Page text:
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3.
Eur Radiol ; 32(7): 4446-4456, 2022 Jul.
Article in English | MEDLINE | ID: covidwho-1707890

ABSTRACT

OBJECTIVES: We aimed to develop deep learning models using longitudinal chest X-rays (CXRs) and clinical data to predict in-hospital mortality of COVID-19 patients in the intensive care unit (ICU). METHODS: Six hundred fifty-four patients (212 deceased, 442 alive, 5645 total CXRs) were identified across two institutions. Imaging and clinical data from one institution were used to train five longitudinal transformer-based networks applying five-fold cross-validation. The models were tested on data from the other institution, and pairwise comparisons were used to determine the best-performing models. RESULTS: A higher proportion of deceased patients had elevated white blood cell count, decreased absolute lymphocyte count, elevated creatine concentration, and incidence of cardiovascular and chronic kidney disease. A model based on pre-ICU CXRs achieved an AUC of 0.632 and an accuracy of 0.593, and a model based on ICU CXRs achieved an AUC of 0.697 and an accuracy of 0.657. A model based on all longitudinal CXRs (both pre-ICU and ICU) achieved an AUC of 0.702 and an accuracy of 0.694. A model based on clinical data alone achieved an AUC of 0.653 and an accuracy of 0.657. The addition of longitudinal imaging to clinical data in a combined model significantly improved performance, reaching an AUC of 0.727 (p = 0.039) and an accuracy of 0.732. CONCLUSIONS: The addition of longitudinal CXRs to clinical data significantly improves mortality prediction with deep learning for COVID-19 patients in the ICU. KEY POINTS: • Deep learning was used to predict mortality in COVID-19 ICU patients. • Serial radiographs and clinical data were used. • The models could inform clinical decision-making and resource allocation.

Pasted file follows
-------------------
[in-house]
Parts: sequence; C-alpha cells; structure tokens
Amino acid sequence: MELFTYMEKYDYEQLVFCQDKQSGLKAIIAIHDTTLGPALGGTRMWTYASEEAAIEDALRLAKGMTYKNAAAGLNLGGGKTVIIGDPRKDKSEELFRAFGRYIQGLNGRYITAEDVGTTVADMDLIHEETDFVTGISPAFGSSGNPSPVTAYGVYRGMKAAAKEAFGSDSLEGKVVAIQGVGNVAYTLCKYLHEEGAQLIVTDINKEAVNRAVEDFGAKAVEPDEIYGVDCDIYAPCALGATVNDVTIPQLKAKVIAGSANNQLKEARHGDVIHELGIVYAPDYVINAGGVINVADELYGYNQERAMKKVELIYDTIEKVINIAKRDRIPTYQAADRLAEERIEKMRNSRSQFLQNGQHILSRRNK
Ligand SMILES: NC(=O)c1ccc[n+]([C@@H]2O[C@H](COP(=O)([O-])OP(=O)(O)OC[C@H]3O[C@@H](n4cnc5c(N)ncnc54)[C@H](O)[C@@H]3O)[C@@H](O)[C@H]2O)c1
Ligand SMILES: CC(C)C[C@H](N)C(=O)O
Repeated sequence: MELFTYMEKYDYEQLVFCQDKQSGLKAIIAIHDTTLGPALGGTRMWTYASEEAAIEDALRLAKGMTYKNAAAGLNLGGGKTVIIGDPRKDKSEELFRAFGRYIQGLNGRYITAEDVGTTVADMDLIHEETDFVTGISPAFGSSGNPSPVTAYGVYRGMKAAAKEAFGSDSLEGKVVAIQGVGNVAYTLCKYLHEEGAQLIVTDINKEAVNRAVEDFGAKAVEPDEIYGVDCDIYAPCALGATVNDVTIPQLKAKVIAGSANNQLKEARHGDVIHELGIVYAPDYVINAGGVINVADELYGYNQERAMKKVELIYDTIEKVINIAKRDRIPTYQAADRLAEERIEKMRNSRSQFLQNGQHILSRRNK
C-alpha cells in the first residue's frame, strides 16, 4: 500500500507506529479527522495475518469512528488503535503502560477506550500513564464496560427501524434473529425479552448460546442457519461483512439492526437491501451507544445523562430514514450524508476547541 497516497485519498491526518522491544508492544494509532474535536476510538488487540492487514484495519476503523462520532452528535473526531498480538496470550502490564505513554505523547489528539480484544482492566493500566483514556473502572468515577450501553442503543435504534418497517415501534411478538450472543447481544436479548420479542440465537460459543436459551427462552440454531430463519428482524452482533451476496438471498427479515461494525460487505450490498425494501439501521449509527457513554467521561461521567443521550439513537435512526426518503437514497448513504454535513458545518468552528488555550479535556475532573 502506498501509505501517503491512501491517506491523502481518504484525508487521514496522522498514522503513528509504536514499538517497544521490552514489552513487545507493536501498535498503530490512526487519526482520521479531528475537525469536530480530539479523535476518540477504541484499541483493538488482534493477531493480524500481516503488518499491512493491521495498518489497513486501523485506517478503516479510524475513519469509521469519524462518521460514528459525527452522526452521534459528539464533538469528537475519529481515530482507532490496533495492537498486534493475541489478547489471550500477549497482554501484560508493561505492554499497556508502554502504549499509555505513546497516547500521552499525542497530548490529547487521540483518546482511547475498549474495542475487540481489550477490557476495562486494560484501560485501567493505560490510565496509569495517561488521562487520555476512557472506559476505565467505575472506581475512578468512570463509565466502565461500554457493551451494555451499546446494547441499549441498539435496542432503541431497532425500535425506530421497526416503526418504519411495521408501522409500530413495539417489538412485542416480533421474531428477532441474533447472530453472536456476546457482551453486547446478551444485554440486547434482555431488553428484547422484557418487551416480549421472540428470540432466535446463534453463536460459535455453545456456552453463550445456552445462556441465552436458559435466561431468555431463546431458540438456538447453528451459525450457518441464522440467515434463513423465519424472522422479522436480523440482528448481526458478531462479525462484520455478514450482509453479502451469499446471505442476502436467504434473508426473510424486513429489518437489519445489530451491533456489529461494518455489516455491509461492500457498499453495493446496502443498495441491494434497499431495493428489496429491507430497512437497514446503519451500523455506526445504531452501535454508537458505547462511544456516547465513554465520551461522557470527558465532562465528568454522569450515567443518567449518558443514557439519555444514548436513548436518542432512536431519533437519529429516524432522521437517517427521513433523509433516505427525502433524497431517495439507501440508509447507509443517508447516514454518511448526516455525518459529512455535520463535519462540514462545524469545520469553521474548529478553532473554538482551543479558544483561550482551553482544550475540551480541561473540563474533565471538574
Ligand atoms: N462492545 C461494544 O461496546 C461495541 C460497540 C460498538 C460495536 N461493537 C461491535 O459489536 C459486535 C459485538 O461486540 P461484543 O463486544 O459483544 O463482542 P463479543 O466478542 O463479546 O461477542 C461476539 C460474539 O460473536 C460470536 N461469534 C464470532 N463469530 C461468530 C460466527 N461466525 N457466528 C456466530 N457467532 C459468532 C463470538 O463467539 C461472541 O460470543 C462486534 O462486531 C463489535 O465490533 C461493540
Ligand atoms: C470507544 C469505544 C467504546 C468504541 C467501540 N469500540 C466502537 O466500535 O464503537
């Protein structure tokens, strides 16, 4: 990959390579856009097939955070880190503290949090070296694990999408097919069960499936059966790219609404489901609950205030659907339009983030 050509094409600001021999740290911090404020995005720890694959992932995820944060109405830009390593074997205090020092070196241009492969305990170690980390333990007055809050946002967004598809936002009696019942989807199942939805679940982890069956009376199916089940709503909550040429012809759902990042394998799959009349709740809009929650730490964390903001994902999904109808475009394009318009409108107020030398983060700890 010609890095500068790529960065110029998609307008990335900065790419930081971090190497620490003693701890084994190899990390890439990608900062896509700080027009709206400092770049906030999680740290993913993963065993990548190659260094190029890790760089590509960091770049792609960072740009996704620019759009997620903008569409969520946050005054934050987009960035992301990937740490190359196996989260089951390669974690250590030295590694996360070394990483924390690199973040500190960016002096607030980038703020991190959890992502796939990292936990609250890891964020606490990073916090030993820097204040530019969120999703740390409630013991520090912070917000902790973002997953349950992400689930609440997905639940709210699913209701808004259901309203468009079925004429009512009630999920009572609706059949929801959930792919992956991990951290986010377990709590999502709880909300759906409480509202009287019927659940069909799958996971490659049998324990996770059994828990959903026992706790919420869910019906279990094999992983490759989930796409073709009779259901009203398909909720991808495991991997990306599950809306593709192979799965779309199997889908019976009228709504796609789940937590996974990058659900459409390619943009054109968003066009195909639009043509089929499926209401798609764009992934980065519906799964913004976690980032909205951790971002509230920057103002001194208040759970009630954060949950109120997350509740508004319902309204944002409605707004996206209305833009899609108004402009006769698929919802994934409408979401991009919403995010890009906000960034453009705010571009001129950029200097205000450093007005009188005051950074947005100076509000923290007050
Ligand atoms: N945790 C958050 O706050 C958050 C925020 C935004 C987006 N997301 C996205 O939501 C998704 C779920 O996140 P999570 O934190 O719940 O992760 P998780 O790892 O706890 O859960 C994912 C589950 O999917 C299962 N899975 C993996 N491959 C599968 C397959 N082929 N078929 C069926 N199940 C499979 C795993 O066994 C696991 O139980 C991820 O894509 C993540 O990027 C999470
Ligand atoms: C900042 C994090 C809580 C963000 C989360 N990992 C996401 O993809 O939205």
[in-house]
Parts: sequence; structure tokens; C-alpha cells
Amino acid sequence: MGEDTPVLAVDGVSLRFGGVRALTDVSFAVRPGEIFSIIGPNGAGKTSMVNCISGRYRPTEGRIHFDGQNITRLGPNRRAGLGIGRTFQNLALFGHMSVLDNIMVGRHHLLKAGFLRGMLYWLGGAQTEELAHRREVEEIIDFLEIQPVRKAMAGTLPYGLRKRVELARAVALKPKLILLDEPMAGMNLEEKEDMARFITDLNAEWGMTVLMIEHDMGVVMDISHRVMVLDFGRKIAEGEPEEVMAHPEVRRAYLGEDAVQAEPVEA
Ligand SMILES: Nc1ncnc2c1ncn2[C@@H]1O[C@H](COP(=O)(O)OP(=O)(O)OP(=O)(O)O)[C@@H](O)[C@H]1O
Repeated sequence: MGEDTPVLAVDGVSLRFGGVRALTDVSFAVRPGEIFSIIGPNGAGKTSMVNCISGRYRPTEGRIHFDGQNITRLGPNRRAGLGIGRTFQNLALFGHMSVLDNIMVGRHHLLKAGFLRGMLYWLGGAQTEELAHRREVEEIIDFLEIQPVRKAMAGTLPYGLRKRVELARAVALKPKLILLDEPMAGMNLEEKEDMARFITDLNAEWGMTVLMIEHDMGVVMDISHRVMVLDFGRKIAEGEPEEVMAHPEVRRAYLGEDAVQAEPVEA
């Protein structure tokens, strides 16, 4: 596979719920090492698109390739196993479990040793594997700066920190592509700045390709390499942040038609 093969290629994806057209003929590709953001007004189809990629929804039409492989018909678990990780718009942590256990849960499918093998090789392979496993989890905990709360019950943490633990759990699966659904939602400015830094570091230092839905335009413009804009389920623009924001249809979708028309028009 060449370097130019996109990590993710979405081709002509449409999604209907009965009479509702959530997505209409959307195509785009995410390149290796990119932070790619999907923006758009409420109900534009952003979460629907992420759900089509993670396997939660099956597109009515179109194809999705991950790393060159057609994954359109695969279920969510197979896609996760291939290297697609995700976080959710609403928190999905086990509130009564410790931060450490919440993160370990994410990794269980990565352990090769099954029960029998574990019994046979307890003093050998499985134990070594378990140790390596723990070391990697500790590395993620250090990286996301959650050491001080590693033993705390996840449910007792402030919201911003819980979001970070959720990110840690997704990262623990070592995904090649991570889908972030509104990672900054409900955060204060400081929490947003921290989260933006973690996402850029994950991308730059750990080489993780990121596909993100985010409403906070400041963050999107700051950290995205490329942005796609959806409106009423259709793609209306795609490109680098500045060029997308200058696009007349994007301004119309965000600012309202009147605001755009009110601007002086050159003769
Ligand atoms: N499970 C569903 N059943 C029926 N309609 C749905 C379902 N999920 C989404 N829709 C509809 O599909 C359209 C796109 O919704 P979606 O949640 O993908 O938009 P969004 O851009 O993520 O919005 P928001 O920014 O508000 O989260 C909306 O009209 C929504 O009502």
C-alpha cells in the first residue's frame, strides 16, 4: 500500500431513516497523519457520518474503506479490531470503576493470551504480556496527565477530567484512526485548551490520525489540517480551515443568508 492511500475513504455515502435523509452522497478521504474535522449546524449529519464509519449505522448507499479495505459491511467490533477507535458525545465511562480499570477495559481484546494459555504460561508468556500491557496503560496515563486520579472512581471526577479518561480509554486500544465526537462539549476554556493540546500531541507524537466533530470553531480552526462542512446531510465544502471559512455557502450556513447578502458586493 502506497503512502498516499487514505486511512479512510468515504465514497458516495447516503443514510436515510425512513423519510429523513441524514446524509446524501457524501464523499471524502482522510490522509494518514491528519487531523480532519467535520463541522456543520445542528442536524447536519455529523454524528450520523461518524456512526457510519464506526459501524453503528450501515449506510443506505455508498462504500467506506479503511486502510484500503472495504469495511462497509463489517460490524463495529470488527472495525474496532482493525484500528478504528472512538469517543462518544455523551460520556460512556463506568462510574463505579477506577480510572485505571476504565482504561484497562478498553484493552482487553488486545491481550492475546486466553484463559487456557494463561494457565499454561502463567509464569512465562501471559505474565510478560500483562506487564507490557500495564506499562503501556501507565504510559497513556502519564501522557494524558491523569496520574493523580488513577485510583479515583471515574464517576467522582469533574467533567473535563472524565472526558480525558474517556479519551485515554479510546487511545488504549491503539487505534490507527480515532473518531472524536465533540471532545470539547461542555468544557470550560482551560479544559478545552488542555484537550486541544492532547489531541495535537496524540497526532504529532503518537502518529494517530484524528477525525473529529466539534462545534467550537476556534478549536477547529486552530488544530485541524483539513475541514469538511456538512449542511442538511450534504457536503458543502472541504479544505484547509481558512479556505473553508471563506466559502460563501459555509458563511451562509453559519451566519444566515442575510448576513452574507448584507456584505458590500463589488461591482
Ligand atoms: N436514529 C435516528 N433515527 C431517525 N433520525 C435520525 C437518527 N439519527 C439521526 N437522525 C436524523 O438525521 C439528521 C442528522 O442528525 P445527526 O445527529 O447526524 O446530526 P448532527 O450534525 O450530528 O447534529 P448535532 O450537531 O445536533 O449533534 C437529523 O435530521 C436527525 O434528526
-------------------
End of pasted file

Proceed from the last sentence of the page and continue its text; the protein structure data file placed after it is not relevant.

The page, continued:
Subject(s)
COVID-19 , Deep Learning , Humans , Intensive Care Units , Radiography , X-Rays
4.
NPJ Digit Med ; 5(1): 5, 2022 Jan 14.
Article in English | MEDLINE | ID: covidwho-1625359

ABSTRACT

While COVID-19 diagnosis and prognosis artificial intelligence models exist, very few can be implemented for practical use given their high risk of bias. We aimed to develop a diagnosis model that addresses notable shortcomings of prior studies, integrating it into a fully automated triage pipeline that examines chest radiographs for the presence, severity, and progression of COVID-19 pneumonia. Scans were collected using the DICOM Image Analysis and Archive, a system that communicates with a hospital's image repository. The authors collected over 6,500 non-public chest X-rays comprising diverse COVID-19 severities, along with radiology reports and RT-PCR data. The authors provisioned one internally held-out and two external test sets to assess model generalizability and compare performance to traditional radiologist interpretation. The pipeline was evaluated on a prospective cohort of 80 radiographs, reporting a 95% diagnostic accuracy. The study mitigates bias in AI model development and demonstrates the value of an end-to-end COVID-19 triage platform.

5.
Front Pediatr ; 8: 579512, 2020.
Article in English | MEDLINE | ID: covidwho-902431

ABSTRACT